There's also free tonality or atonality, which essentially is the theory that every possible note is equal, all 12 tones should be treated equally. This one's pretty easy as well. Expect a whole lot of dissonance, and some pretty jagged melodic ideas. Think Schoenberg here, and you can listen to pretty much anything he wrote to get an idea of it.
There was also a huge movement in French music at the dawn of the 20th century, and if you listen to Debussy or Ravel you'll get the idea. Lots of whole-tone music, very free, shimmery, floaty music. I recommend Debussy's La Mer and Ravel's Daphne et Chloe.

Aside from that, 20th/21st century music is characterized by a breaking of the harmonic rules that ruled the century previous. Therefore, you can expect lots and lots of dissonance, very jagged melodic ideas, a difficulty establishing a key, very complex rhythmic ideas, and the increased use of instrumental "effects," which are pretty much weird things you can do on instruments. Think like pick slides for the guitar, but these could be anything, like screechy sounds on strings, really agressive pizzicatos, or plucks, on string instruments, the sky is the limit. Listen to one of Bartok's string quartets, or Stravinsky's Rite of Spring for an idea.

That's a lot of information, but hopefully you can pick and choose what you need for your test tomorrow.
"I love music, it's not like math. In music, 2+2 can equal 5, if it's a pretty enough 5." -Samuel R. Hazo

"Alle menschen werden bruder- all men become brothers"
-Ludwig Van Beethoven, from his 9th Symphony.

-John
#12
Quote by jslick07
Think Schoenberg here, and you can listen to pretty much anything he wrote to get an idea of it.
I don't think so. I already got my ass handed to me by archeo avis about this. Turns out schoenberg had plenty of purely tonal works.

Quote by jslick07
There's also free tonality or atonality, which essentially is the theory that every possible note is equal, all 12 tones should be treated equally.
I was also under the impression that all serialism was atonal music but not all atonal music was serialism(I assume when you talk about all 12 tones being equal you mean the 12-tone system. If not I apologise).

To the TS - I've still got all my notes from GCSE music upstairs. I can put them up here if you want.
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#13
Quote by Nietsche

I was also under the impression that all serialism was atonal music but not all atonal music was serialism(I assume when you talk about all 12 tones being equal you mean the 12-tone system. If not I apologise).


You are completely correct, I apologize.
"I love music, it's not like math. In music, 2+2 can equal 5, if it's a pretty enough 5." -Samuel R. Hazo

"Alle menschen werden bruder- all men become brothers"
-Ludwig Van Beethoven, from his 9th Symphony.

-John
#15
If possible, and is it isn't too much trouble could you please post your notes? Also thanks Jslick07 for that rather large portion of text, I am sure it will come in great use. Thank you everyone else who has posted as well.
#16
Here's some of my notes from my 2 years of GCSE music:

Classical -
-Homophonic Texture prevalent (One melody line with accompaniment)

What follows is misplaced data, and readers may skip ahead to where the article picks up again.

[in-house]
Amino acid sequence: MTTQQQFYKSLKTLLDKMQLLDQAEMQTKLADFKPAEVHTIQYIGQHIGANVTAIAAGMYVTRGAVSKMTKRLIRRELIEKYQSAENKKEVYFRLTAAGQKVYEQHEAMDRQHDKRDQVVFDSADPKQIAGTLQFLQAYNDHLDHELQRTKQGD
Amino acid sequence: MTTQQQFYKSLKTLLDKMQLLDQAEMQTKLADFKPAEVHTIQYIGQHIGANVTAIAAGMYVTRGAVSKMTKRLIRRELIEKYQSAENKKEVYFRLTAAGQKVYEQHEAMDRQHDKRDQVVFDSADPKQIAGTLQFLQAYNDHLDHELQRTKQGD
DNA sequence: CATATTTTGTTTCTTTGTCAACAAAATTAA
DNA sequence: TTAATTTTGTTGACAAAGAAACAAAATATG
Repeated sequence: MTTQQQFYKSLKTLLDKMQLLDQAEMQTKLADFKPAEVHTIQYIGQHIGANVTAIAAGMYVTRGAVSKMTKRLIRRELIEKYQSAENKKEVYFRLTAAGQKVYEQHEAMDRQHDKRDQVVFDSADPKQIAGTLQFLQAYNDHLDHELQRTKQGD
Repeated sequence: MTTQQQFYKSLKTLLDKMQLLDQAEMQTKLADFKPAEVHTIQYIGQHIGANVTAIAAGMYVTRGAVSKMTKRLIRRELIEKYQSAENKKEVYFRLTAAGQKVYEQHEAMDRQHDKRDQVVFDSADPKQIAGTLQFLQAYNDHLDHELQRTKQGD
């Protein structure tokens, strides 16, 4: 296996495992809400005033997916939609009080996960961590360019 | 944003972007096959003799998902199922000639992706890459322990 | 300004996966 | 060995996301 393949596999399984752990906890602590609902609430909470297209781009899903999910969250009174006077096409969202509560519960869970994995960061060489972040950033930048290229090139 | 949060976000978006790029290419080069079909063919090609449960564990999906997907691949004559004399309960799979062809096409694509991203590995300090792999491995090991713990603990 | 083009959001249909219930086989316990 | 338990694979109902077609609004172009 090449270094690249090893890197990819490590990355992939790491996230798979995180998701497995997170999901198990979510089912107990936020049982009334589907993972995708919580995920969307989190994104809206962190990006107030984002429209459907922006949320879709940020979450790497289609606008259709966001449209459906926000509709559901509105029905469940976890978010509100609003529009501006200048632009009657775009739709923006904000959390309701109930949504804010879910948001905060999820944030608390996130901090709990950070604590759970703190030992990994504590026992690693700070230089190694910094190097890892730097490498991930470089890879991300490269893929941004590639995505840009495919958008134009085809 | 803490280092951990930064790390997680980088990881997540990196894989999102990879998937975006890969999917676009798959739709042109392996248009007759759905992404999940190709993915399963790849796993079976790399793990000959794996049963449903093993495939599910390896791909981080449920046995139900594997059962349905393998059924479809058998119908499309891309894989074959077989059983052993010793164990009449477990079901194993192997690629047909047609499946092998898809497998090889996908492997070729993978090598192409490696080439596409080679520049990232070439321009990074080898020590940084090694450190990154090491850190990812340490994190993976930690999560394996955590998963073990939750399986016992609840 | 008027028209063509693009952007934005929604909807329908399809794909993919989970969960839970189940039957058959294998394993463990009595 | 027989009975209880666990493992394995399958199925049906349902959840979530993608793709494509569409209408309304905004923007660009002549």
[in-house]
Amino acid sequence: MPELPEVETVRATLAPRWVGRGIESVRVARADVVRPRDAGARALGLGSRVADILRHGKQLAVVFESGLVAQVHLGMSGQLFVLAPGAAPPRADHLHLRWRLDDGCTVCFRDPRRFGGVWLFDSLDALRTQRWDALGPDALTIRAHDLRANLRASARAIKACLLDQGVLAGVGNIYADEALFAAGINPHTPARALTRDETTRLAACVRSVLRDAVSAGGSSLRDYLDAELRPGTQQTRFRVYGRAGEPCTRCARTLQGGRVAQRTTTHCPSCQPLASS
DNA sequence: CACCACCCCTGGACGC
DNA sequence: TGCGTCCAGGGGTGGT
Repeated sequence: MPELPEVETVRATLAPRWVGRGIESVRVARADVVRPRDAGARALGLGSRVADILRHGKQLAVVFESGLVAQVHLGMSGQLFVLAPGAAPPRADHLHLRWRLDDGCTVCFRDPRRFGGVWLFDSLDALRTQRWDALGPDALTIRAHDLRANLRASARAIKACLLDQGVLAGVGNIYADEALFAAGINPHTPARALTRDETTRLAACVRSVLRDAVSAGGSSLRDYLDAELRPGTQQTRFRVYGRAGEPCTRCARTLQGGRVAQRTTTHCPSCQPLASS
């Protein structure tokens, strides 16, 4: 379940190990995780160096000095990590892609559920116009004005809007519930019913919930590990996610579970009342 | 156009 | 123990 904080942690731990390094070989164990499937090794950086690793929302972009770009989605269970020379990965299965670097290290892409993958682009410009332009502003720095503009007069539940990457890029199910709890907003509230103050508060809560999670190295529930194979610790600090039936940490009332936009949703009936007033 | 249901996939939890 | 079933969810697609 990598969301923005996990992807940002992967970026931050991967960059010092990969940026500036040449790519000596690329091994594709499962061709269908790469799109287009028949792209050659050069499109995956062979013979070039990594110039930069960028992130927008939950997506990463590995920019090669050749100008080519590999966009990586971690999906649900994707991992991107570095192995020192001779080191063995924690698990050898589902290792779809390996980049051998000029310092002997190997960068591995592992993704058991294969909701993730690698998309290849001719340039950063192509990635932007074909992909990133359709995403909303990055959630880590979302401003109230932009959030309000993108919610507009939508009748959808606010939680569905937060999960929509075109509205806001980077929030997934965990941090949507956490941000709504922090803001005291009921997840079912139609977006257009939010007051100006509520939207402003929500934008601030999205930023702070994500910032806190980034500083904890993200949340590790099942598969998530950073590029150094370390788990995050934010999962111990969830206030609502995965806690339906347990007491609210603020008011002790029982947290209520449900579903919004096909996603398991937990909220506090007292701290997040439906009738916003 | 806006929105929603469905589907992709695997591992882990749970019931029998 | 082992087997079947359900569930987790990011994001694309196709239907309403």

-Simple Diatonic Harmony
-Use of symphonies(4 movements and with an orchestra) and concertos(3 movements of a soloist accompanied by an orchestra)

Notable composers -
-Mozart
-Haydyn

Romanticism -
-More interesting harmonies and use of chromaticism
-Larger Orchestra than in the classical period
-Gradual dynamic changes
-More wind, brass and percussion

Notable Composers -
-Tchaikovsky
-Edward Grieg

20th Century -
-Experimentation
-Use of Atonality
-Some pieces lacking a defined tempo
-Use of pitched percussion(xylophones and such) and prepared instruments(ala john cage)

Notable Composers-
-Stravinsky
-Shostakovich
-John Cage

Not much I realise but it was the first load of notes I found rummaging around. I might edit this post later if I find anything else. Really this and jslick07's post is all you need to know.
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Last edited by Nietsche at Jun 25, 2009,
#18
I was also under the impression that all serialism was atonal music


You'd think so, but it's far from impossible to apply serialistic concepts tonal works or to suggest tonality with serialism. I've done it myself (though I've gradually shifted towards pure atonality as of late), and even Webern, who is notorious for his rigorous aversion to tonality and is arguably the most important pioneering figure in serialism, suggested tonality (no doubt unintentionally) in a few of his later serialistic works (his earlier work was much closer to that of Schoenberg).

There's also free tonality or atonality, which essentially is the theory that every possible note is equal, all 12 tones should be treated equally.


Free tonality (which would, in this case, probably be better described as free atonality) is not synonymous with 12-tone technique, which is a single and specific approach towards atonality, and is not "free", but is, in fact, bound by the principle that all twelve tones should be treated equally (note: Liberties can be and are frequently taken with the technique). Atonality was explored by other composers like Bartok and Scriabin without the use of 12-tone technique.
Someones knowledge of guitar companies spelling determines what amps you can own. Really smart people can own things like Framus because they sound like they might be spelled with a "y" but they aren't.
Last edited by Archeo Avis at Jun 25, 2009,